Arbor Artificial Minds

Arbor AI Theory

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Arbor Project

The main idea behind Arbor is to uncompromisingly pursue the goal of building a true artificial mind; one which can pass the Turing test in various ways, with initial emphasis on language processing.

Theoretical basis

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A part of the research community asserts that we will someday achieve true intelligence by building myriad separate solutions to subproblems of AI, and these separate solutions will naturally grow together into one grand implementation of intelligence. (See also: Is Strong AI possible?, I reject that notion, and therefore have invested all my effort into directly tackling all major facets of intelligence and cognition at once, aspiring to build one unified theory of mind from the ground up. This means that whenever I find an aspect of intelligence or human functioning which is incompatible with the Arbor model, or which violates its principles in some way, I redesign the model to incorporate the new insight. This has been an arduous process and has taken roughly 3.5 years of fulltime research and development to achieve. It bears clarifying that this does not mean Arbor tries to be equal to a neural model. It does mean to be equivalent.

Implementation progress

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Arbor is now at a point where enough major features are in place to produce significant results. The key feature of Arbor that makes these advances possible, is that virtually no part of the algorithm works in a top-down manner. Everything is based on single core unit, which I've dubbed the dendron, which supports a key set of basic properties. Every dendron is defined by a varied set of connections with other dendrons. A distributed algorithm sits on top of this, ensuring that dendrons can influence each other in powerful ways, and maintaining the constraints that govern the knowledge network.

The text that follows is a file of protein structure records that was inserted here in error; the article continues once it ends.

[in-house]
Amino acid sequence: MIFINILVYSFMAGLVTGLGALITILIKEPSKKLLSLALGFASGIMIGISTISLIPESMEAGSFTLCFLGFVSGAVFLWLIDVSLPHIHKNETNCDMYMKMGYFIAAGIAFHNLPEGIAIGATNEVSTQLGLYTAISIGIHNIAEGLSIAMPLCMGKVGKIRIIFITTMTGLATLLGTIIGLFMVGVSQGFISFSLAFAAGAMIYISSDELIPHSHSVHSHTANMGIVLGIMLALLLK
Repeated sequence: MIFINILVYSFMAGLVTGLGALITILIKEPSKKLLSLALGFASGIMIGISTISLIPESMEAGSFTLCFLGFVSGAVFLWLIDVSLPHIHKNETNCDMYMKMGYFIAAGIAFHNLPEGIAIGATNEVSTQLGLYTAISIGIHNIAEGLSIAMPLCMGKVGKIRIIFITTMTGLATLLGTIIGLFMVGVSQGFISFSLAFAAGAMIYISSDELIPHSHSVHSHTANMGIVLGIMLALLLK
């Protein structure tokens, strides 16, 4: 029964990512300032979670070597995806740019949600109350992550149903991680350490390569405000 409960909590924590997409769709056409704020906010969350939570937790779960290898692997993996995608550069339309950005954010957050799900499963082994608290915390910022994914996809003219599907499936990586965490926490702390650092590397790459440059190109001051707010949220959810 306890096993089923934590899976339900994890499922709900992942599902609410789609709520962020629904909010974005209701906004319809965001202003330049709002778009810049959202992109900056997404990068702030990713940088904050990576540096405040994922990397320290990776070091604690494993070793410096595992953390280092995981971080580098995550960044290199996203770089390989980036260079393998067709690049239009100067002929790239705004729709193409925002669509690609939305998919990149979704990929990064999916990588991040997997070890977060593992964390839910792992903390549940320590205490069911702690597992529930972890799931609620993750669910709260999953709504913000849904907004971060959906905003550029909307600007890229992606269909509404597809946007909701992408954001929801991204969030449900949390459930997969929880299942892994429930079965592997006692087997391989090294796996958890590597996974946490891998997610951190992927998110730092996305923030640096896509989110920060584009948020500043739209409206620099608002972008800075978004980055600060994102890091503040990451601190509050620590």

The result is a sort of idea language which can store any type of abstract information in an organized and meaningful way. The algorithm allows for dynamic problem solving within this abstract model, one example of which is the interpretation of natural language to its abstract counterpart, and vice versa. This means that the application can understand the meaning of language, and produce meaningful language in return. It is not only language-agnostic, but even data-agnostic. In other words: the algorithm works irrespective of which language and more importantly: the algorithm does not require any knowledge of the nature of language itself to be hardcoded, because the algorithm is general enough to allow for this. Arbor could therefore be expanded to solve any problem of cognition with the same algorithm. It can then also combine information from different "senses" to form new ideas and connections between them. It follows naturally from this that Arbor can also perform meaningful operations on completely abstract information using the same algorithm.

Future development plans

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Autonomous learning is a top priority for the project, because it will open a lot of doors. It is a complex process to incorporate fully autonomous learning into the existing algorithm, even though much of the groundwork has already been done. The process is complicated by the distributed nature of the Arbor algorithm, which is more arduous to debug.

After several years of rushing development on Arbor to reach a prototype to prove that the theory is solid, the code could benefit from a round of dedicated restructuring and optimization.

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